Saturday, June 29, 2013

The earth is flat

The McCullough potato operation is an all natural enterprise and not just for altruistic reasons since quality has gotten better and better since going native.  Puh-leeze don’t use the term “organic” around Jim McCullough.  The word organic has been so misused, abused and downright lied about that it's nearly useless.  We'll go with natural.

Jim controls every step of his operation.  Unlike some farmers, Jim plants, fertilizes, harvests and warehouses his own potatoes.   His team literally invent and build equipment to do jobs that others farm out.  And every decision to keep these big jobs in house has paid off with improved quality and lower costs.  Jim claims he wasn't a school learning kind of guy but you could go to school on his business savvy and intuition.

The top three images have little to do with the potato story but the furrowed fourth is one of Jim McCullough's fields being planted. The abandoned farm house that is about to be leveled and the grain bins, those aesthetic corrugated cylinders, are not potato icons though they do speak to farming generally.  And, of course, since they're all platinum toned black and white they must be serious photographs.

The San Luis Valley has been described as pancake flat.  Uh huh.

Sunday, June 23, 2013

The same only different

I intended to follow up with more of the potato story.  Oh but no. It’s funny how an unruly subject can interject itself at the most opportune time.  I must have needed a single image post.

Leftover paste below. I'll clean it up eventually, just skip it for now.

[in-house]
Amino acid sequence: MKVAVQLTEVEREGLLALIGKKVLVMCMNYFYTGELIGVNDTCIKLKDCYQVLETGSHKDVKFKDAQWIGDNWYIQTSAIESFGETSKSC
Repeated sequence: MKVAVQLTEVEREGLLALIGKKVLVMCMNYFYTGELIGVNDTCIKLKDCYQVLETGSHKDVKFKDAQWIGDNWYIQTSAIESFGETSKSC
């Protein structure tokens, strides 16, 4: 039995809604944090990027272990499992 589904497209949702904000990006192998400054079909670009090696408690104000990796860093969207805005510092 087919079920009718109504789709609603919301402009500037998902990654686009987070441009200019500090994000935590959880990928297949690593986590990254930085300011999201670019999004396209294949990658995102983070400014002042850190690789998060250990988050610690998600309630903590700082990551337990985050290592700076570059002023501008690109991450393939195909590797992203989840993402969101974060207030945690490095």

This one of my good friend Lindsey Enderby is from a couple of years ago.  I like it because it shows the bonhomie of this son of Gainesville, Texas.   Plus it reminds me of the iconic hat back and a lick of hair shot of Will Rogers, another cowpoke with a heaping measure of humor and kindness. 

Anyway, this one seems appropriate since Lindsey and his bride Nancy have just sold their cowboy emporium, Horse Feathers, and are now retired folks like some other people I know.  In truth this is a bittersweet moment since I along tens of thousands (I tend to inflate) of other strays first met Lindsey in the store and wound up as dinner guests at the Enderby homestead.

And where will I idle away my Saturday afternoons now?  

Sunday, June 16, 2013

One Potato Two Potato

A few weeks back I was able to photograph the planting at Jim and Sue McCullough’s mega potato operation in southern Colorado’s San Luis Valley.  City mouse that I am I had no idea that when you plant potatoes you literally plant potatoes.  Sue, a regular painting partner of Peggy’s, had been dangling the chance to photograph the McCullough spread for it seems like a year and I have finally begun my introduction to the complex and oh so equipment intensive business of producing 1,400,000 hundred weight of potatoes.  So this is a major deal.  It is not a timid undertaking or one to be attempted without a full measure of cojones.  And speaking of cojones, Jim says, “You have to have potatoes available when buyers are buying even if some years you lose a little on every sale.”  You're a player or you're not.  So, the intrepid McCulloughs bank, that's the operative word,  on a high yields and high prices most years.  That means reinvesting, re-thinking and re-engineering the business constantly.  Jim aspires to produce and sell 2,000,000 hundred weight of Russets and has a plan in place, which is to say in his head, to do just that. 

This story that will require shooting the sprouting vines around the Fourth of July and the harvest in early fall.  Then there’s the warehousing, packing and distribution extravaganza that is a low light nightmare.  Get ready for a rush of motion blur.